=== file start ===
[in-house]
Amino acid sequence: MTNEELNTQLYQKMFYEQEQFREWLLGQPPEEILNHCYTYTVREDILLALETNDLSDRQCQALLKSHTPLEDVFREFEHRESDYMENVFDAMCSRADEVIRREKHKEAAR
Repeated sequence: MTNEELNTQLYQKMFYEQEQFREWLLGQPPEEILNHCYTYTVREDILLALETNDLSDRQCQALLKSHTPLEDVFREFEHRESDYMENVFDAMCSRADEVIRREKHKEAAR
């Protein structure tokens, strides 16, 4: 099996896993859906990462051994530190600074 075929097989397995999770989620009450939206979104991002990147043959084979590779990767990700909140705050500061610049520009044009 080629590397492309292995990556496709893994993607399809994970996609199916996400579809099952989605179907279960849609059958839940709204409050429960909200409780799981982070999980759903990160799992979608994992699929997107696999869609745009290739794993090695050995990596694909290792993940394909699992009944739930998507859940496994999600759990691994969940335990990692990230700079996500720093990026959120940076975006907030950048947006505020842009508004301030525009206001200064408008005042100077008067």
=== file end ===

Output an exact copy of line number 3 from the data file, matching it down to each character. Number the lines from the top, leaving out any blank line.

Repeated sequence: MTNEELNTQLYQKMFYEQEQFREWLLGQPPEEILNHCYTYTVREDILLALETNDLSDRQCQALLKSHTPLEDVFREFEHRESDYMENVFDAMCSRADEVIRREKHKEAAR